- Interest: Is the proposed task likely to attract a sufficient number of participants?
- Data: Are the plans for collecting data convincing? Will the resulting data be of high quality? Will annotations have meaningfully high inter-annotator agreements? Have all appropriate licenses for use and re-use of the data after the evaluation been secured? Have all international privacy concerns been addressed? Will the data annotation be ready on time?
- Evaluation: Is the methodology for evaluation sound? Is the necessary infrastructure available or can it be built in time for the shared task? Will research inspired by this task be able to evaluate in the same manner and on the same data after the initial task?
- Impact: What is the expected impact of the data in this task on future research beyond the SemEval Workshop?
New Tasks vs. Task Reruns
We welcome both new tasks and task reruns. For a new task, the proposal should address whether the task would be able to attract participants. Preference will be given to novel tasks that have not received much attention yet.
For reruns of previous shared tasks (whether or not the previous task was part of SemEval), the proposal should address the need for another iteration of the task. Valid reasons include: a new form of evaluation (e.g. a new evaluation metric, a new application-oriented scenario), new genres or domains (e.g. social media, domain-specific corpora), or a significant expansion in scale. We further discourage carrying over a previous task and just adding new subtasks, as this can lead to the accumulation of too many subtasks. Evaluating on a different dataset with the same task formulation typically should not be considered a separate subtask.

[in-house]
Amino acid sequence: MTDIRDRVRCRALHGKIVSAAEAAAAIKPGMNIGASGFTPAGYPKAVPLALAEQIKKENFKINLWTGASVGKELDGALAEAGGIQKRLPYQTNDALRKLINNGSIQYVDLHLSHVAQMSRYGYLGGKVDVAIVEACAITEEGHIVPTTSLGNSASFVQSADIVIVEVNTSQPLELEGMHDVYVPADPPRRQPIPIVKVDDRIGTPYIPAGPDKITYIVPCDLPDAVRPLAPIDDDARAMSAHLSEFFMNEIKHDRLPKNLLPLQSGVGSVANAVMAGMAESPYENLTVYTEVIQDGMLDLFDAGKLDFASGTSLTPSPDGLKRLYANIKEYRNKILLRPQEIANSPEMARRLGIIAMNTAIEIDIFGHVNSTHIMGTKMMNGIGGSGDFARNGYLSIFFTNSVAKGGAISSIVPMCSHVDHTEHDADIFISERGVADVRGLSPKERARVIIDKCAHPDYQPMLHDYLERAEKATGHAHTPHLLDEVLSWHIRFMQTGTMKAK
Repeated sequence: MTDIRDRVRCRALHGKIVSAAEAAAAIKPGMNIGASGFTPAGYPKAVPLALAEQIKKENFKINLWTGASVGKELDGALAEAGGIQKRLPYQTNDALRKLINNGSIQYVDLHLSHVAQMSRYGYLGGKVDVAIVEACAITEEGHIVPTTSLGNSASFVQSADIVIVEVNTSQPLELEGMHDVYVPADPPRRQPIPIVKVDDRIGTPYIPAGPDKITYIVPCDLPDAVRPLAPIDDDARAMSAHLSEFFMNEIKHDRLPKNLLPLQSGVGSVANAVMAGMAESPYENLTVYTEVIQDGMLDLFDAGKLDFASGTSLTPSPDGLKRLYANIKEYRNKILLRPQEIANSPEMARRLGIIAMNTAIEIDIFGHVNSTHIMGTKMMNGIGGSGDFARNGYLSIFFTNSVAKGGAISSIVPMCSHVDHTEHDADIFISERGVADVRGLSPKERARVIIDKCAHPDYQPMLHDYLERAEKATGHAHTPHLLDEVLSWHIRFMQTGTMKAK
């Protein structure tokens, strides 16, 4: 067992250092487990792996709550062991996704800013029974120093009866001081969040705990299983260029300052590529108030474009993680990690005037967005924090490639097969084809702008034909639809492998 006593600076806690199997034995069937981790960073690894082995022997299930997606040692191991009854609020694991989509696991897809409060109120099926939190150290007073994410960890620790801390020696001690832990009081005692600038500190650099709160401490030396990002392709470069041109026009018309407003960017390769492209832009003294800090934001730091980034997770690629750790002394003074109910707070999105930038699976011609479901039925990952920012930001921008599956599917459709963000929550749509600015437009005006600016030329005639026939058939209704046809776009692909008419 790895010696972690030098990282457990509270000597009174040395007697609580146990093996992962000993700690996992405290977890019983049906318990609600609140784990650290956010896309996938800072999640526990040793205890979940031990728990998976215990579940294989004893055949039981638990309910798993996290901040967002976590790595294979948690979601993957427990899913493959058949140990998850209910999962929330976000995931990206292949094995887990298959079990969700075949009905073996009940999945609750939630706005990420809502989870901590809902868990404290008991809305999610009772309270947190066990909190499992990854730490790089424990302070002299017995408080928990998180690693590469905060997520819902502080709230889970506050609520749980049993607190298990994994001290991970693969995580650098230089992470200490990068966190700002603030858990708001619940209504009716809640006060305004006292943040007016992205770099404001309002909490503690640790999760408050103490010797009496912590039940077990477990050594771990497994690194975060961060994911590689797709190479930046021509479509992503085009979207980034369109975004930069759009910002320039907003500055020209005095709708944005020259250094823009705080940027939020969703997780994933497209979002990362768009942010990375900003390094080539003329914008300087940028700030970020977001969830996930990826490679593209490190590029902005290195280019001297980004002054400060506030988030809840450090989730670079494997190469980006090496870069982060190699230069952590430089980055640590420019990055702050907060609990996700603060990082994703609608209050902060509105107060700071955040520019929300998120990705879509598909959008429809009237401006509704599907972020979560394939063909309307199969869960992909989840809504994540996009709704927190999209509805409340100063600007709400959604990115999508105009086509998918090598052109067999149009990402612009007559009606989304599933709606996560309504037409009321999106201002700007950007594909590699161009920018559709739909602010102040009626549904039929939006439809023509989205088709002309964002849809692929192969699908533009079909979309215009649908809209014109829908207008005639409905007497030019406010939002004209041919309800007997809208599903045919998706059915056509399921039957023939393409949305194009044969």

We welcome people who have never organized a SemEval task before, as well as those who have. Apart from providing trial, training, and test data, task organizers are expected to:
- Verify the data annotations have sufficient inter-annotator agreement
- Verify licenses for the data allow its use in the competition and afterwards. In particular, text that is publicly available online is not necessarily in the public domain; unless a license has been provided, the author retains all rights associated with their work, including copying, sharing and publishing. For more information, see: https://creativecommons.org/faq/#what-is-copyright-and-why-does-it-matter